Some of them working with smaller groups have to rent a large enough place for their families and also to furnish the brethren a place to meet. This increases their cost of living. Whatever they do in the way of tract circulation, bulletins, etc., must often be done out of their own pocket and most of them have no equipment with which to work in this field.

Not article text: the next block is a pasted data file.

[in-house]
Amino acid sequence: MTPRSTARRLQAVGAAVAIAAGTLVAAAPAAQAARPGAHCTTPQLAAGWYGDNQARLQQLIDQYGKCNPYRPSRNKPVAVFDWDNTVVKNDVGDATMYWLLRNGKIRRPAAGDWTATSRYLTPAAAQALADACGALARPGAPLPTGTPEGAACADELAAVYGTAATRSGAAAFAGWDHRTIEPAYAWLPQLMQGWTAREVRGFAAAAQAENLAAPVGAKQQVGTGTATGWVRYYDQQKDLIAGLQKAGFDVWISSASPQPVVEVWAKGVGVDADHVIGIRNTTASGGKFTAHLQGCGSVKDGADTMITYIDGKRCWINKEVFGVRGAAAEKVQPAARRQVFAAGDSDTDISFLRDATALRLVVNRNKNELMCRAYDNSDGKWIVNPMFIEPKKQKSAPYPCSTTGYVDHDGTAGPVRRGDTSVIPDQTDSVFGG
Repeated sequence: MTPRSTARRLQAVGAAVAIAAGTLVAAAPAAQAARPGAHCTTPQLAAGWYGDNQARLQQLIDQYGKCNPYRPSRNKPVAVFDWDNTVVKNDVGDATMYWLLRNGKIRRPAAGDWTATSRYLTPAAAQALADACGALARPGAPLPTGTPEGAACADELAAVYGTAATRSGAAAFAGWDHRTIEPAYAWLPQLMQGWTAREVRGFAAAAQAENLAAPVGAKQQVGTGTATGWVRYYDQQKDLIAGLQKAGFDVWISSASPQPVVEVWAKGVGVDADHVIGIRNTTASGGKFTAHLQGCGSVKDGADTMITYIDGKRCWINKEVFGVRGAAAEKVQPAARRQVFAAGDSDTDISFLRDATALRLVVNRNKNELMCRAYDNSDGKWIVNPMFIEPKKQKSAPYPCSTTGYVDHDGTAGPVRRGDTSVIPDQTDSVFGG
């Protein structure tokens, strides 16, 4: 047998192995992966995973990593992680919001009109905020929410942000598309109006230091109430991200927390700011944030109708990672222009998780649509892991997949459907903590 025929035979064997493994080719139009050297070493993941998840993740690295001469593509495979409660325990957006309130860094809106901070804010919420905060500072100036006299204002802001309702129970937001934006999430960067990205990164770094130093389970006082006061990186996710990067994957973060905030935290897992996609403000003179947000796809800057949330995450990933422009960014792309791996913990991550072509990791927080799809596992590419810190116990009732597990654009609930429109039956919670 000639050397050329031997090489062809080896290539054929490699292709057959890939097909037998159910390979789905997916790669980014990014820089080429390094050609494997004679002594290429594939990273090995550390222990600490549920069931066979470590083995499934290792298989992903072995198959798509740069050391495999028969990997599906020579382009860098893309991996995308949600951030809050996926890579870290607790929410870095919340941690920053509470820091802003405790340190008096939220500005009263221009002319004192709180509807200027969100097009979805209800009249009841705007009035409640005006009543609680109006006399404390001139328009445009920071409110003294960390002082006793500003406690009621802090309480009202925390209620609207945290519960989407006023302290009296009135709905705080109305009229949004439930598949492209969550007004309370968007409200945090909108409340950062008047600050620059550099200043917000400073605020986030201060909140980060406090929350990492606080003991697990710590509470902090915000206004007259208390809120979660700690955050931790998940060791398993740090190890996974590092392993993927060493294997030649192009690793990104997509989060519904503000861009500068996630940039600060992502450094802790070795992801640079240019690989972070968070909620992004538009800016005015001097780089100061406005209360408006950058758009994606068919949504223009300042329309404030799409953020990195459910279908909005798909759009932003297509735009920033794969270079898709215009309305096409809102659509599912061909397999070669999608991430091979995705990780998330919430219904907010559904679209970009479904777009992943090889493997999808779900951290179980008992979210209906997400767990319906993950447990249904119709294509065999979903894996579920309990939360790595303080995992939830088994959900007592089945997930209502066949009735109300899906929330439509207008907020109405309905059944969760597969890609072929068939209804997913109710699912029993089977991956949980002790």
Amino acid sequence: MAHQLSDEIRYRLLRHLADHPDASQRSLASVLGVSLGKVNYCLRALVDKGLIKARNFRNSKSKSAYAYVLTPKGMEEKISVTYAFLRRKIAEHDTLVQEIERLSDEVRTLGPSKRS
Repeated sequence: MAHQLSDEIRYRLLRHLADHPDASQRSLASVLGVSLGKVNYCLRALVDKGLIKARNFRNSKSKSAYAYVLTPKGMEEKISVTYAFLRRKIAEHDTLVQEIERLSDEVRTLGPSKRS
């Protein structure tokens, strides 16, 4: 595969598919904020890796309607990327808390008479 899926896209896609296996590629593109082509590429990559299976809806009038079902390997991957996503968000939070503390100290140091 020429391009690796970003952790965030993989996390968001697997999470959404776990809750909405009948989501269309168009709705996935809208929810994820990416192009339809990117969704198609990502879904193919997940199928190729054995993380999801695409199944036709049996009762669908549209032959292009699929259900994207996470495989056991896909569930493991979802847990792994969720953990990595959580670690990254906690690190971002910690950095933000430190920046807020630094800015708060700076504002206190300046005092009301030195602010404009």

From the best I could judge from the information I gained while over there, the minimum support for a preacher with any family at all should be $100 in American money per month. This amount would sustain a family of say four so that the preacher could give his entire time to the work, meet the expense of doing his work, and not be strained or limited too much in the amount of work he would be able to do. If he has a larger family, then, of course, he would need more support. If he does any publication work or circulates a paper or bulletin, then he needs enough to provide him with the means of doing so. For instance, Brother Agduma is an effective writer. He has put out several sizable books on the current issues with reprints of articles from American bulletins and papers as well as with some of his own clear and pointed writing. This has been very effective. He needs a small offset press and enough support to buy paper, pay postage, etc., so that he could circulate at least an eight page paper each month among all the brethren on the Islands. It would not take a great amount but it needs to be provided to enable him to do the work, and it would be far reaching in its influence as his writings and publications have already been powerful in their influence. Such a means of teaching in the hands of men like Tibayan and Agduma would be powerful in their results. The time is now for the field is ripe and people are receptive.